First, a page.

Instead of a three day supply of food and water, I would recommend at the very minimum a week's supply. After Hurricane Katrina, many stores were not able to reopen. If roads and bridges are out, it could take longer than three days for state and federal emergency management to get to you.

Make sure to fill your gas tank up. I usually fill mine up when any tropical system hits the Gulf of Mexico.

The most important thing is to rely on what local officials tell you. If you live in an area that is ordered to evacuate, do so. Don't rely on bench marks from prior hurricanes. Many people on the Mississippi Gulf Coast thought they were safe when Hurricane Katrina hit because they lived in areas that didn't flood during Hurricane Camille's storm surge.

Each tropical system is different and unique. Even depressions can cause major problems if there's a great amount of rain. You need to prepare for a tropical storm or a minimal hurricane like you would if a major hurricane was making landfall.

Also, if you are under a tropical storm watch or warning, pick-up loose items outside. When squall lines come through, those items can become airborne and can damage your home.

Tuesday, May 24, 2011

Seeking Justice or Relearning How to Share

One of the very first lessons earned as a child is that it is important to share even if we didn’t like the other child very much. It was our very first lesson in seeking justice. A squabble over a child’s toy doesn’t seem like it would be such a lesson. Think about it. To me, this lesson seems to teach many things other than giving over a toy for a short time.

In thinking about the many squabbles with my brothers and sisters and other kids over toys, I think sharing toys taught me that not everyone has what I have. Compared to other families, mine was just above the poverty line and so we didn’t have what some others had. We were fortunate to have food, water, shelter, medical care, and transportation. Some kids weren’t as lucky and I used to wonder what I could do to help.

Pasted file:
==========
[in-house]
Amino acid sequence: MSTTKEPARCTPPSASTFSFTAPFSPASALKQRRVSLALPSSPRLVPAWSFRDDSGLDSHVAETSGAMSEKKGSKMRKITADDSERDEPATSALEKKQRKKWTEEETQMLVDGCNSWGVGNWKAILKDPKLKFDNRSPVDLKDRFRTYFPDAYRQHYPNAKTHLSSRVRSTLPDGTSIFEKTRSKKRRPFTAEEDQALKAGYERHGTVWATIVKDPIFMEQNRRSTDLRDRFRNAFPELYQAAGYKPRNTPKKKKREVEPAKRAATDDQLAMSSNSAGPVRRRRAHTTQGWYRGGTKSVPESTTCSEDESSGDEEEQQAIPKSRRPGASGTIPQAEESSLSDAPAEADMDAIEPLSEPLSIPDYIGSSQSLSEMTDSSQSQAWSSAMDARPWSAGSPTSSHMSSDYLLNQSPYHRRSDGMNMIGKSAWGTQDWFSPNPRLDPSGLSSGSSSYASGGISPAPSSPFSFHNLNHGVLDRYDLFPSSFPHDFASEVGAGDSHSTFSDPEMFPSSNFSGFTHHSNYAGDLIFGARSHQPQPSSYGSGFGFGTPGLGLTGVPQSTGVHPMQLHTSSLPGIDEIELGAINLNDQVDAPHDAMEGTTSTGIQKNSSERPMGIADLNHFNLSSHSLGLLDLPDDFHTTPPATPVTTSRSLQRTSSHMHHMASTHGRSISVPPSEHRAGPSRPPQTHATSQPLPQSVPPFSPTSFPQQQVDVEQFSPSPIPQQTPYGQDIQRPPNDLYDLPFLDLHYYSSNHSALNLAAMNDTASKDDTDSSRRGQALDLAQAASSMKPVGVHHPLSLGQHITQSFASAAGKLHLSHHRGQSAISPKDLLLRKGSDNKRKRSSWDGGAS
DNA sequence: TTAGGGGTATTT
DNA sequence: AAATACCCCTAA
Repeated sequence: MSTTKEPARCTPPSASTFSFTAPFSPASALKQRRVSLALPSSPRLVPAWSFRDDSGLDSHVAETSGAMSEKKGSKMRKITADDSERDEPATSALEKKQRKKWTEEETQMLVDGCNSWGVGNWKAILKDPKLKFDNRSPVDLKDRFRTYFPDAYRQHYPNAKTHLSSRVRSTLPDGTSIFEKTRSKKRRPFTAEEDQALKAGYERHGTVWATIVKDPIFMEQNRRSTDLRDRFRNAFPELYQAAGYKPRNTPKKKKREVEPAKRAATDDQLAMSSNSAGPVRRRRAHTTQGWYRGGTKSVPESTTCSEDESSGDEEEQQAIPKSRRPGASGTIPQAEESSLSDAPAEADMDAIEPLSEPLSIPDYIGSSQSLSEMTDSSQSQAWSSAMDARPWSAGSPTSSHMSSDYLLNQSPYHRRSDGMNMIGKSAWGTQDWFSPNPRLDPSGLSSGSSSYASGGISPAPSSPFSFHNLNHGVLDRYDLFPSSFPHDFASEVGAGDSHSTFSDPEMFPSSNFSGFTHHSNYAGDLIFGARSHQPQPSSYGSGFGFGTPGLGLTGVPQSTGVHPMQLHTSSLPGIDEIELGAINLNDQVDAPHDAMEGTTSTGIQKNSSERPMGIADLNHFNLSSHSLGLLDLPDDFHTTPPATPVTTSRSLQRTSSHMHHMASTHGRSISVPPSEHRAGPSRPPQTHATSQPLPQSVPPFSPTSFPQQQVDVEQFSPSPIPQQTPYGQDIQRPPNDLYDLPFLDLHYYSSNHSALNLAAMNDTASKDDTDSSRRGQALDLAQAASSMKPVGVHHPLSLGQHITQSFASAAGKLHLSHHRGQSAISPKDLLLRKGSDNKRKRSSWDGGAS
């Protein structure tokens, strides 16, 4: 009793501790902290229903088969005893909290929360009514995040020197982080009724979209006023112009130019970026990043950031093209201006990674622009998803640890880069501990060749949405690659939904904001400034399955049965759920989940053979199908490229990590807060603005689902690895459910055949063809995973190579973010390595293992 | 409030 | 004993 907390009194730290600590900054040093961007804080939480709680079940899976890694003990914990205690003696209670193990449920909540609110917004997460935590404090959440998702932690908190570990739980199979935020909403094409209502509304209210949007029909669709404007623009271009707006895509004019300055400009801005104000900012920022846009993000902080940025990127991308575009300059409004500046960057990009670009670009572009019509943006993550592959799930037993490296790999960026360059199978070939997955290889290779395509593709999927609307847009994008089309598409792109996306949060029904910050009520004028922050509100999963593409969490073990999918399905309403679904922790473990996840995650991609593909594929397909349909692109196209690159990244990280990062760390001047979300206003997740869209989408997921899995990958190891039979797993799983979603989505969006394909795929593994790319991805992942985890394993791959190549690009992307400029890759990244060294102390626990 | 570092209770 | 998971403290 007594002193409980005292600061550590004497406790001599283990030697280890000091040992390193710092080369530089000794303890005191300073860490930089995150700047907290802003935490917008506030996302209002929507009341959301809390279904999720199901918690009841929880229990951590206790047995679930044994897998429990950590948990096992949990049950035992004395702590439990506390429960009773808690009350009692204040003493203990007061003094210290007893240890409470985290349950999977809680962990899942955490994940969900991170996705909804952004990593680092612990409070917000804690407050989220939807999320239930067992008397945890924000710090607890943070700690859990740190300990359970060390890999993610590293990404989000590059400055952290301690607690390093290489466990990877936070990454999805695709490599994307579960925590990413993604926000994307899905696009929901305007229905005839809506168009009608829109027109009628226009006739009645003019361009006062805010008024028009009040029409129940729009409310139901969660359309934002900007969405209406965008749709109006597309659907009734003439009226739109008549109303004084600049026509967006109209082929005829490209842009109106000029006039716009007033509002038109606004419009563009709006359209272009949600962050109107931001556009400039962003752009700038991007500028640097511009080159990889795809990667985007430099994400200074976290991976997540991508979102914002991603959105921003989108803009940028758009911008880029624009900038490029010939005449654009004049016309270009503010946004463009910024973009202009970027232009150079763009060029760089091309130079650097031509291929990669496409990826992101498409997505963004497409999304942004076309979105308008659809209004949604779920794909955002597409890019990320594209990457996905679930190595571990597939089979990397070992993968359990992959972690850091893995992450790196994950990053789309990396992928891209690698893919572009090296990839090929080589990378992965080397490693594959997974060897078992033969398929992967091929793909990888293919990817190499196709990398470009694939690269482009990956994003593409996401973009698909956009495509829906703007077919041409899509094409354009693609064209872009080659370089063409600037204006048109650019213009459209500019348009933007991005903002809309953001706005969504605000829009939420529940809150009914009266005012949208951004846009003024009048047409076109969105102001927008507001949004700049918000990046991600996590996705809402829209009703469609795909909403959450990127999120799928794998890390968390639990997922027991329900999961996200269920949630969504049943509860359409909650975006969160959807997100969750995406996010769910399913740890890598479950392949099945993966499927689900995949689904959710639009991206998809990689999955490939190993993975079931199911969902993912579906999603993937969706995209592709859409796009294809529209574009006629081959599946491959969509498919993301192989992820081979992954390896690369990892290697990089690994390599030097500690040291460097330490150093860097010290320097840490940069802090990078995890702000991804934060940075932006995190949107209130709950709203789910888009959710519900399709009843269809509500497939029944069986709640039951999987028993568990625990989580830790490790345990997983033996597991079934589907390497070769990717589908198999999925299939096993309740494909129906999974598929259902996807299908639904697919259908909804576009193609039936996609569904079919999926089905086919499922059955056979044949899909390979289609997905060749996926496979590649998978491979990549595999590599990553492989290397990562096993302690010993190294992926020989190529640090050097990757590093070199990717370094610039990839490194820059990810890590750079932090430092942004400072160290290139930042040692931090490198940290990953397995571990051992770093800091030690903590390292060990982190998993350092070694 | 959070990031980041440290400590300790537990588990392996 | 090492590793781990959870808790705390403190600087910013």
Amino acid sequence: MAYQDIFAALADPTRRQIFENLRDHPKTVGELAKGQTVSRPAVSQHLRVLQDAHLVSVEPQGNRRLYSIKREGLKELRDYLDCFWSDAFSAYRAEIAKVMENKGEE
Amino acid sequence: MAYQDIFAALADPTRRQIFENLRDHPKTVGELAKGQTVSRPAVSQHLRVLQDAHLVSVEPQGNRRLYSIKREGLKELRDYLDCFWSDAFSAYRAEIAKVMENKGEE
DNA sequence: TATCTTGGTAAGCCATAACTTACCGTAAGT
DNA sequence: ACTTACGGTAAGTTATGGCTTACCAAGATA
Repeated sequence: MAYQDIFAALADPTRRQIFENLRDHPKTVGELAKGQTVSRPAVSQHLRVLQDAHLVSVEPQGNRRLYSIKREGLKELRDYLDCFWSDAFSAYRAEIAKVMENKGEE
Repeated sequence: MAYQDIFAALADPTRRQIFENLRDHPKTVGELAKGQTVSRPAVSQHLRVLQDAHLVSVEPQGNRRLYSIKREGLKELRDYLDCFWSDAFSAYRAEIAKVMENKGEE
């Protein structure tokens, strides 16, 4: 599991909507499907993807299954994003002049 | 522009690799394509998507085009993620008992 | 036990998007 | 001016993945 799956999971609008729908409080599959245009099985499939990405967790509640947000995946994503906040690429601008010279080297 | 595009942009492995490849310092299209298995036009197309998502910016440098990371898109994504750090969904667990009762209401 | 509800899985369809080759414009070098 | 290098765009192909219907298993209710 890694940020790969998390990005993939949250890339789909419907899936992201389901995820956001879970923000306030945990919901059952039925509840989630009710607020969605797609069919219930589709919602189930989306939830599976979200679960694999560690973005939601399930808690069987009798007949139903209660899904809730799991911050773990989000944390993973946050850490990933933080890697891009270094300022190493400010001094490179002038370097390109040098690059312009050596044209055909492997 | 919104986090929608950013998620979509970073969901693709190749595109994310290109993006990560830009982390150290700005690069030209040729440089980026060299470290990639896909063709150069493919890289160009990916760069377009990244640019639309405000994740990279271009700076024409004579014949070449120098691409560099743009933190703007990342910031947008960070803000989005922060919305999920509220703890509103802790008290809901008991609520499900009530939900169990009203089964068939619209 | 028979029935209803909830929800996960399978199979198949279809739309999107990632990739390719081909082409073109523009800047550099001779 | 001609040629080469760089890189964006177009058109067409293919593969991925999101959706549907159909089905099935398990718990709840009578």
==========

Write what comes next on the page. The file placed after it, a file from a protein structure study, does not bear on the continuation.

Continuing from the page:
When I was a child, I was glad we had programs in place to help those in need. As an adult, I’m glad my taxes help out programs such as WIC, Medicaid, Pell Grants, etc.

Sometimes I think the United States is becoming a country in which being poor is a crime.

The Torah’s depiction of the destruction of Sodom and Gomorrah is a cautionary tale of how not to treat the poor and needy. The prophet Ezekiel proclaims: “Behold the sin of Sodom….She and her daughters had pride, excess bread, and peaceful serenity, but she did not strengthen the hand of the poor and the needy.” Avot 5:10 in the Mishna describes as someone who has the attitude of “What’s mine is mine and what’s yours is yours” as a Sodomite.

Right now in Congress, Republicans are trying to pass legislation that strips many of the safety programs in place. These same Republicans want to do away with Social Security, the Department of Education, and the EPA. They want to do this on the backs of the poor and the middle class while increasing the wealth of the richest people in the country.

I believe in the essential decency of Americans. I know that most would willingly help their neighbors, friends and family in hard times. There are so many who fall through the cracks. My question is our we going to be a nation that “strengthen the hand of the poor and needy” or will be one that declares “What’s mine is mine and what’s yours is your”?